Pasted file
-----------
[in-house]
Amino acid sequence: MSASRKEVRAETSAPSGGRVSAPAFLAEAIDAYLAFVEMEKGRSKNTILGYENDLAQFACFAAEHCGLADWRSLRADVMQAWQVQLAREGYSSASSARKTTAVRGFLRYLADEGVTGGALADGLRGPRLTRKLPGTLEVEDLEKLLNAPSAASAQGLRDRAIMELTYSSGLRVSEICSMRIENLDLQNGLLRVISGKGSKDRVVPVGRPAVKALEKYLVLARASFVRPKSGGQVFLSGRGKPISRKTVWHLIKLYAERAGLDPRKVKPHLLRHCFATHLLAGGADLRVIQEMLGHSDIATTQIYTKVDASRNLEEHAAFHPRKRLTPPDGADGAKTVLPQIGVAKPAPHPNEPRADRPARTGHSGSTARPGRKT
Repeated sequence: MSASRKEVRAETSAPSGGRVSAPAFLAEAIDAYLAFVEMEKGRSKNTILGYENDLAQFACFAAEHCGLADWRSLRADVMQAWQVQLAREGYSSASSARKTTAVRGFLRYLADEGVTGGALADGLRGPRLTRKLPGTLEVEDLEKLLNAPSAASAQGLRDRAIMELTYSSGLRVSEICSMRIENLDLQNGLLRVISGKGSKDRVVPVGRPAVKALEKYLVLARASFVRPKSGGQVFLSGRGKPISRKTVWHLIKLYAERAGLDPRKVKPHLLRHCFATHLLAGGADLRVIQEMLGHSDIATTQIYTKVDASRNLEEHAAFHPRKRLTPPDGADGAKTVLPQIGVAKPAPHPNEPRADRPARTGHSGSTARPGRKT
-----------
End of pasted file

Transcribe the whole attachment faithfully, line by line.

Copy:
[in-house]
Amino acid sequence: MSASRKEVRAETSAPSGGRVSAPAFLAEAIDAYLAFVEMEKGRSKNTILGYENDLAQFACFAAEHCGLADWRSLRADVMQAWQVQLAREGYSSASSARKTTAVRGFLRYLADEGVTGGALADGLRGPRLTRKLPGTLEVEDLEKLLNAPSAASAQGLRDRAIMELTYSSGLRVSEICSMRIENLDLQNGLLRVISGKGSKDRVVPVGRPAVKALEKYLVLARASFVRPKSGGQVFLSGRGKPISRKTVWHLIKLYAERAGLDPRKVKPHLLRHCFATHLLAGGADLRVIQEMLGHSDIATTQIYTKVDASRNLEEHAAFHPRKRLTPPDGADGAKTVLPQIGVAKPAPHPNEPRADRPARTGHSGSTARPGRKT
Repeated sequence: MSASRKEVRAETSAPSGGRVSAPAFLAEAIDAYLAFVEMEKGRSKNTILGYENDLAQFACFAAEHCGLADWRSLRADVMQAWQVQLAREGYSSASSARKTTAVRGFLRYLADEGVTGGALADGLRGPRLTRKLPGTLEVEDLEKLLNAPSAASAQGLRDRAIMELTYSSGLRVSEICSMRIENLDLQNGLLRVISGKGSKDRVVPVGRPAVKALEKYLVLARASFVRPKSGGQVFLSGRGKPISRKTVWHLIKLYAERAGLDPRKVKPHLLRHCFATHLLAGGADLRVIQEMLGHSDIATTQIYTKVDASRNLEEHAAFHPRKRLTPPDGADGAKTVLPQIGVAKPAPHPNEPRADRPARTGHSGSTARPGRKT